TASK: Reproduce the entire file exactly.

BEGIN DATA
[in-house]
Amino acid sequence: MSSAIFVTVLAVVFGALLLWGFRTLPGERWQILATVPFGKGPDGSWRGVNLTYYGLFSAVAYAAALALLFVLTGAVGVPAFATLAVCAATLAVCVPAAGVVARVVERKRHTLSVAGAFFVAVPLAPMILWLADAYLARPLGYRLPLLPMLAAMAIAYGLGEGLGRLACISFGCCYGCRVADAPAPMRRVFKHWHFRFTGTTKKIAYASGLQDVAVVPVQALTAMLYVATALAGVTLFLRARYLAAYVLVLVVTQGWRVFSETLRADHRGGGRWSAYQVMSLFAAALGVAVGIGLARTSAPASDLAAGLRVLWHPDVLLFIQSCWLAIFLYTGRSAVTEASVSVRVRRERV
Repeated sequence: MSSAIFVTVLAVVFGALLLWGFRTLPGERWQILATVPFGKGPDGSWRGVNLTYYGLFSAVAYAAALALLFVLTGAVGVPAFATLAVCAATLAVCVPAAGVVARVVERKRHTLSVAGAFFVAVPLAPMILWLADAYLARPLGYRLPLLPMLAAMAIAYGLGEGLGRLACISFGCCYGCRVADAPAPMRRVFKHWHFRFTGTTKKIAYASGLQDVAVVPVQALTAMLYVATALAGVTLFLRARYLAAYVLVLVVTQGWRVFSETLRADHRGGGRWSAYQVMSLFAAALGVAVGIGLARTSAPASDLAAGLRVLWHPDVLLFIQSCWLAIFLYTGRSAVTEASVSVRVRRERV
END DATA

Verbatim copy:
[in-house]
Amino acid sequence: MSSAIFVTVLAVVFGALLLWGFRTLPGERWQILATVPFGKGPDGSWRGVNLTYYGLFSAVAYAAALALLFVLTGAVGVPAFATLAVCAATLAVCVPAAGVVARVVERKRHTLSVAGAFFVAVPLAPMILWLADAYLARPLGYRLPLLPMLAAMAIAYGLGEGLGRLACISFGCCYGCRVADAPAPMRRVFKHWHFRFTGTTKKIAYASGLQDVAVVPVQALTAMLYVATALAGVTLFLRARYLAAYVLVLVVTQGWRVFSETLRADHRGGGRWSAYQVMSLFAAALGVAVGIGLARTSAPASDLAAGLRVLWHPDVLLFIQSCWLAIFLYTGRSAVTEASVSVRVRRERV
Repeated sequence: MSSAIFVTVLAVVFGALLLWGFRTLPGERWQILATVPFGKGPDGSWRGVNLTYYGLFSAVAYAAALALLFVLTGAVGVPAFATLAVCAATLAVCVPAAGVVARVVERKRHTLSVAGAFFVAVPLAPMILWLADAYLARPLGYRLPLLPMLAAMAIAYGLGEGLGRLACISFGCCYGCRVADAPAPMRRVFKHWHFRFTGTTKKIAYASGLQDVAVVPVQALTAMLYVATALAGVTLFLRARYLAAYVLVLVVTQGWRVFSETLRADHRGGGRWSAYQVMSLFAAALGVAVGIGLARTSAPASDLAAGLRVLWHPDVLLFIQSCWLAIFLYTGRSAVTEASVSVRVRRERV